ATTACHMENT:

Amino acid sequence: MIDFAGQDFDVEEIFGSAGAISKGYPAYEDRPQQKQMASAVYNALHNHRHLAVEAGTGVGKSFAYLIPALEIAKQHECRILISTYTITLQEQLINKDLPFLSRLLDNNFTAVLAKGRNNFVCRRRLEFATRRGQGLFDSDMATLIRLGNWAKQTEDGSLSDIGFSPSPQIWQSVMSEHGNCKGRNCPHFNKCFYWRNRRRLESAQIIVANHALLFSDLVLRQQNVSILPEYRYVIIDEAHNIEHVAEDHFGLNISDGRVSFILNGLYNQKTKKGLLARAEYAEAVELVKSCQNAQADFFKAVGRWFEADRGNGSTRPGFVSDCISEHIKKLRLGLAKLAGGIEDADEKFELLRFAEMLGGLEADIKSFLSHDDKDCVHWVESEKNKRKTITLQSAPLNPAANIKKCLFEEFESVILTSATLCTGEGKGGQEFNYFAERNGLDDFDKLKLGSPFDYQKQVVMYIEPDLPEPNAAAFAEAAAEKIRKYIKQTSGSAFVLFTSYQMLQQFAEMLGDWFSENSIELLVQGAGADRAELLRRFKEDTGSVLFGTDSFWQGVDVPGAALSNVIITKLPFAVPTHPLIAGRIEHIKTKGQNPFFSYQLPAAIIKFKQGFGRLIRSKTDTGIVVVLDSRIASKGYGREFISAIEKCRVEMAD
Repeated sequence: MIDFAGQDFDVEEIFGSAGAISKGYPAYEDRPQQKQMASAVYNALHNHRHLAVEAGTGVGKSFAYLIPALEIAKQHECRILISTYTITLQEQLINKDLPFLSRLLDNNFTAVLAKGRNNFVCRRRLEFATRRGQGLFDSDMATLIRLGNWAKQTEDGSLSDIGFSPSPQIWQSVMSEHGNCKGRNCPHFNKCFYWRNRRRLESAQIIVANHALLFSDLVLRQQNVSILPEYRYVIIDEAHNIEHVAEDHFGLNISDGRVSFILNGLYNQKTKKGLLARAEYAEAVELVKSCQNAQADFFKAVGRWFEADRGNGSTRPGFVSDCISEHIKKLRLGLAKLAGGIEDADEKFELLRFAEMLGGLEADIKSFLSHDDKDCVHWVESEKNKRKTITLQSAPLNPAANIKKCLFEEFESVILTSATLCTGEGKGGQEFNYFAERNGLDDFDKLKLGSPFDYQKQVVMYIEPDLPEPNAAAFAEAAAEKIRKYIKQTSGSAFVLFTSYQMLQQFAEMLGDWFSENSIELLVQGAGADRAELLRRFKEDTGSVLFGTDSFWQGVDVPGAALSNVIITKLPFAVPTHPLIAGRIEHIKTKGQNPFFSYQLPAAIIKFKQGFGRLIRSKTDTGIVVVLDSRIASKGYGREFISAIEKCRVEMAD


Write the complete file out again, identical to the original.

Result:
Amino acid sequence: MIDFAGQDFDVEEIFGSAGAISKGYPAYEDRPQQKQMASAVYNALHNHRHLAVEAGTGVGKSFAYLIPALEIAKQHECRILISTYTITLQEQLINKDLPFLSRLLDNNFTAVLAKGRNNFVCRRRLEFATRRGQGLFDSDMATLIRLGNWAKQTEDGSLSDIGFSPSPQIWQSVMSEHGNCKGRNCPHFNKCFYWRNRRRLESAQIIVANHALLFSDLVLRQQNVSILPEYRYVIIDEAHNIEHVAEDHFGLNISDGRVSFILNGLYNQKTKKGLLARAEYAEAVELVKSCQNAQADFFKAVGRWFEADRGNGSTRPGFVSDCISEHIKKLRLGLAKLAGGIEDADEKFELLRFAEMLGGLEADIKSFLSHDDKDCVHWVESEKNKRKTITLQSAPLNPAANIKKCLFEEFESVILTSATLCTGEGKGGQEFNYFAERNGLDDFDKLKLGSPFDYQKQVVMYIEPDLPEPNAAAFAEAAAEKIRKYIKQTSGSAFVLFTSYQMLQQFAEMLGDWFSENSIELLVQGAGADRAELLRRFKEDTGSVLFGTDSFWQGVDVPGAALSNVIITKLPFAVPTHPLIAGRIEHIKTKGQNPFFSYQLPAAIIKFKQGFGRLIRSKTDTGIVVVLDSRIASKGYGREFISAIEKCRVEMAD
Repeated sequence: MIDFAGQDFDVEEIFGSAGAISKGYPAYEDRPQQKQMASAVYNALHNHRHLAVEAGTGVGKSFAYLIPALEIAKQHECRILISTYTITLQEQLINKDLPFLSRLLDNNFTAVLAKGRNNFVCRRRLEFATRRGQGLFDSDMATLIRLGNWAKQTEDGSLSDIGFSPSPQIWQSVMSEHGNCKGRNCPHFNKCFYWRNRRRLESAQIIVANHALLFSDLVLRQQNVSILPEYRYVIIDEAHNIEHVAEDHFGLNISDGRVSFILNGLYNQKTKKGLLARAEYAEAVELVKSCQNAQADFFKAVGRWFEADRGNGSTRPGFVSDCISEHIKKLRLGLAKLAGGIEDADEKFELLRFAEMLGGLEADIKSFLSHDDKDCVHWVESEKNKRKTITLQSAPLNPAANIKKCLFEEFESVILTSATLCTGEGKGGQEFNYFAERNGLDDFDKLKLGSPFDYQKQVVMYIEPDLPEPNAAAFAEAAAEKIRKYIKQTSGSAFVLFTSYQMLQQFAEMLGDWFSENSIELLVQGAGADRAELLRRFKEDTGSVLFGTDSFWQGVDVPGAALSNVIITKLPFAVPTHPLIAGRIEHIKTKGQNPFFSYQLPAAIIKFKQGFGRLIRSKTDTGIVVVLDSRIASKGYGREFISAIEKCRVEMAD